girlfriend: Shhh! Don’t tell Kari and Sonz or they’ll roll down the stairs laughing.

    sukanyabora: Glad you can. 🙂

  5. RS November 5, 2013 at 7:09 pm #

    Your writing is so clear and beautiful. I wish someone would entrust to you the task of rewriting all the arcane textbooks on Indian History that are being used in our schools. I would have enjoyed them so much more. Oh, and I said “history” because you have a soft corner for it.

  6. Aunty G November 5, 2013 at 9:45 pm #

    Music indeed is food for the soul
    Known to make broken minds whole
    In happiness it enhances
    My body too prances
    And in memory — it DOES nostalgia cajole!

  7. Orange Jammies November 6, 2013 at 11:08 pm #

    RS: Girl, I think you just zeroed in on my dream job. ❤

    Aunty G: I agree with what you said above
    Plus, music equals food and love
    It makes those contrary
    Really quite merry
    And fits most folks like a glove!

  8. Aunty G November 8, 2013 at 1:58 am #

    🙂

  9. handwrittenonly November 9, 2013 at 2:52 pm #

    loved the writing as always! Favs were: The Kaleji yodeling in High C’s! Those are words that only you can come up with! The other one was about wearing pearls, Nana’s bag and the stole hastily thrown around your shoulders… I can just see you, tall and imperious, confidently gliding across the crimson carpet! Just really well written.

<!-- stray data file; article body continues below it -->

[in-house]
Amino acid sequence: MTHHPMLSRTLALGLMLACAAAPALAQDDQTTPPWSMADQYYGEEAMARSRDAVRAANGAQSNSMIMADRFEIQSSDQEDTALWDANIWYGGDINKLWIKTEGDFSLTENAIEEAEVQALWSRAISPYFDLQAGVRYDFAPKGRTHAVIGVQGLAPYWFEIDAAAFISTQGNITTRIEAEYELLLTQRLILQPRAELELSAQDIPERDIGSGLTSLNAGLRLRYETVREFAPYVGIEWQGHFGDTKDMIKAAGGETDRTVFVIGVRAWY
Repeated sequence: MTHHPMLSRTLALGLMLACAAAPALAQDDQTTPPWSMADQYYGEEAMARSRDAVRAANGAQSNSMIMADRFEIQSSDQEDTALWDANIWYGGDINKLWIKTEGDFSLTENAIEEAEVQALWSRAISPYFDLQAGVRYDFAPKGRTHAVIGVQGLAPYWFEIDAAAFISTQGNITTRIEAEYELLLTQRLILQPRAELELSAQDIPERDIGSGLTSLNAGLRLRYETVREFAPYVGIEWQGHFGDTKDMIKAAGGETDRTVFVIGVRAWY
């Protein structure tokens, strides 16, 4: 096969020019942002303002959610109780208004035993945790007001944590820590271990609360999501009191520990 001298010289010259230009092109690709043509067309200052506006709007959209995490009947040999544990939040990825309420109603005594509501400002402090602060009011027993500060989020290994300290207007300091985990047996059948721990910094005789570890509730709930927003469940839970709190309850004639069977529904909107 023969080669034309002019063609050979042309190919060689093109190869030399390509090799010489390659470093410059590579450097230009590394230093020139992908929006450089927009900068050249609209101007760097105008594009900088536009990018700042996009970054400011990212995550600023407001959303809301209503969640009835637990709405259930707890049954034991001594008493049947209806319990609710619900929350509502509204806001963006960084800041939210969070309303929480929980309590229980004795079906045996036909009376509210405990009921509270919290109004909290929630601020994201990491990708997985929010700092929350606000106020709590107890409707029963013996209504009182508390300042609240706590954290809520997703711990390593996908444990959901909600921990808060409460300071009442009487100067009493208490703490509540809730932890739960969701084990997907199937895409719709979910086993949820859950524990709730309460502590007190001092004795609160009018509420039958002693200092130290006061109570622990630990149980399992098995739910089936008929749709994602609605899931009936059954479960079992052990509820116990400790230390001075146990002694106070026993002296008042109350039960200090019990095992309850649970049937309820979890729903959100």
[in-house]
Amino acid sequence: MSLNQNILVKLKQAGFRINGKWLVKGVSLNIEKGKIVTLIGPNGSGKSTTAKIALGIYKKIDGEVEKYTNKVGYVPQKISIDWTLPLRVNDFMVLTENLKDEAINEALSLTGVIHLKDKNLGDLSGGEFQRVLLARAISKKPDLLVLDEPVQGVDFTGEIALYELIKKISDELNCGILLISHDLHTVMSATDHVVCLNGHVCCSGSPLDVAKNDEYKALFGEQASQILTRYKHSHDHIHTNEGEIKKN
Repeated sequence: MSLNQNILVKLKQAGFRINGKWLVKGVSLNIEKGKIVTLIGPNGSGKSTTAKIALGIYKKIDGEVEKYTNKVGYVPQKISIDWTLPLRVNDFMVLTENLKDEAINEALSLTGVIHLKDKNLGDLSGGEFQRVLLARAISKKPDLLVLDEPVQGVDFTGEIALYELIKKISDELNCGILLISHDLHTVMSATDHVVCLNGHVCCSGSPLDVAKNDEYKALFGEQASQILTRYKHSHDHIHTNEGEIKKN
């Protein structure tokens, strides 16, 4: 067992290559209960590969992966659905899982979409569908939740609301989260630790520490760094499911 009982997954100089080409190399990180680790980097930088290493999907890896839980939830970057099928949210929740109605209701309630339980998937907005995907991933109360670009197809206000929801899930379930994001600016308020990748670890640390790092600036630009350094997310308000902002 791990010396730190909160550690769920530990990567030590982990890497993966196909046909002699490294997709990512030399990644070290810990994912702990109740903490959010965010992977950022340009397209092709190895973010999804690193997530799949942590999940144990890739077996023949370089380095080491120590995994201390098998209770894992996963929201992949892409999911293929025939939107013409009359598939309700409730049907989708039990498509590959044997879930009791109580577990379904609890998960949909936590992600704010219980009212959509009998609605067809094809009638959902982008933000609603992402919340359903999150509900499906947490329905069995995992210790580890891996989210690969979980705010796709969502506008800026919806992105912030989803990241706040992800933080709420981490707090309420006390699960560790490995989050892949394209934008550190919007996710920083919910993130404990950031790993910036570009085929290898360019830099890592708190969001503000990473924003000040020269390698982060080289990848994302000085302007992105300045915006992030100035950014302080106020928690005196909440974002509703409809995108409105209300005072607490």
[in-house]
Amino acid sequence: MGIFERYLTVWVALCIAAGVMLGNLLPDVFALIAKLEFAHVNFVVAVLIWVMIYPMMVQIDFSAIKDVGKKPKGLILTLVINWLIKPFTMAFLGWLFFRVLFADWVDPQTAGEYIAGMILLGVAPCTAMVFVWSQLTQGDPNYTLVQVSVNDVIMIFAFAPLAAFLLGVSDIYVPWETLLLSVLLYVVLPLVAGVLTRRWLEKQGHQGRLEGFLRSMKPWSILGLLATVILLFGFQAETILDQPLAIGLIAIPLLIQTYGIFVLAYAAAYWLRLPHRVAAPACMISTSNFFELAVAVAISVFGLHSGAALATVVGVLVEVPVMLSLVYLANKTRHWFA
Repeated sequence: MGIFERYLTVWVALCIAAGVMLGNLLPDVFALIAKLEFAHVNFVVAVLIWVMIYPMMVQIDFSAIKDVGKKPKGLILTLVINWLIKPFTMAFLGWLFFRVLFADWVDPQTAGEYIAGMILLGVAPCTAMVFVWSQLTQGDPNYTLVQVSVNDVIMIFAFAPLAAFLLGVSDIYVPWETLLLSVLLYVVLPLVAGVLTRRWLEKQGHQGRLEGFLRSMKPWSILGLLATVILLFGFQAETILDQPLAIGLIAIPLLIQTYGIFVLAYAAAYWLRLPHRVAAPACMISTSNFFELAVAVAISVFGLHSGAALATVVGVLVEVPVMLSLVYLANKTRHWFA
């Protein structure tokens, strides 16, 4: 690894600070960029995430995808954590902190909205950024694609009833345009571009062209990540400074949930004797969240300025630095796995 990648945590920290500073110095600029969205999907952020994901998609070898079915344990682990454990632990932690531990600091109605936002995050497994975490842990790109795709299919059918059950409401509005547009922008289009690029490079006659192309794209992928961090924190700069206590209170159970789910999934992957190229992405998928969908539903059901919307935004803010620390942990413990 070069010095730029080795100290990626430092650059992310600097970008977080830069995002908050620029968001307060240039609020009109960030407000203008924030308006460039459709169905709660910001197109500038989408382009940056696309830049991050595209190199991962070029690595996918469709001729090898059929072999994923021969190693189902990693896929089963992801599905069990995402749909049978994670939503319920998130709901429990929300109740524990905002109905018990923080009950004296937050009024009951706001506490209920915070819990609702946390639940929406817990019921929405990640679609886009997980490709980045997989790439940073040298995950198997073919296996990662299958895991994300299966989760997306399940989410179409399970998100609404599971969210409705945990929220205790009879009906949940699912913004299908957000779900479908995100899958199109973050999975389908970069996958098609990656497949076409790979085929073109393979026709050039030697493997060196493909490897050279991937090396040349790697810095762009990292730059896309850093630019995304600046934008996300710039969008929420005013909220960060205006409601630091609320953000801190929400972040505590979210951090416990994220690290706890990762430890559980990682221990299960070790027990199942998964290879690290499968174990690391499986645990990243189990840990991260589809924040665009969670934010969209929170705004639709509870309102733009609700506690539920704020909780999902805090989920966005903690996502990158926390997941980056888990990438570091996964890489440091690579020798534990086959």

10. Anamika/ThinkingCramps November 13, 2013 at 12:31 am #

    How wonderfully rooted, nostalgic, and evocative! I love the NCPA. My jaw dropped the first time I entered the Tata Theatre. In fact, when I have people visit, I try to include a trip there to watch a play or a performance. I still don’t quite own the place the way you do, but I do know to make a beeline for the cold coffee and the sandwiches (cheese please!).

  11. Orange Jammies November 15, 2013 at 11:38 am #

    Aunty G: 😀

    handwrittenonly: Thank you! I don’t know about the imperious bit–you know better than most that I am prone to giggles at the most inopportune moments. 😉

    Anamika: We must go together when I’m in town next! There’s a lit fest currently on and I so long to attend!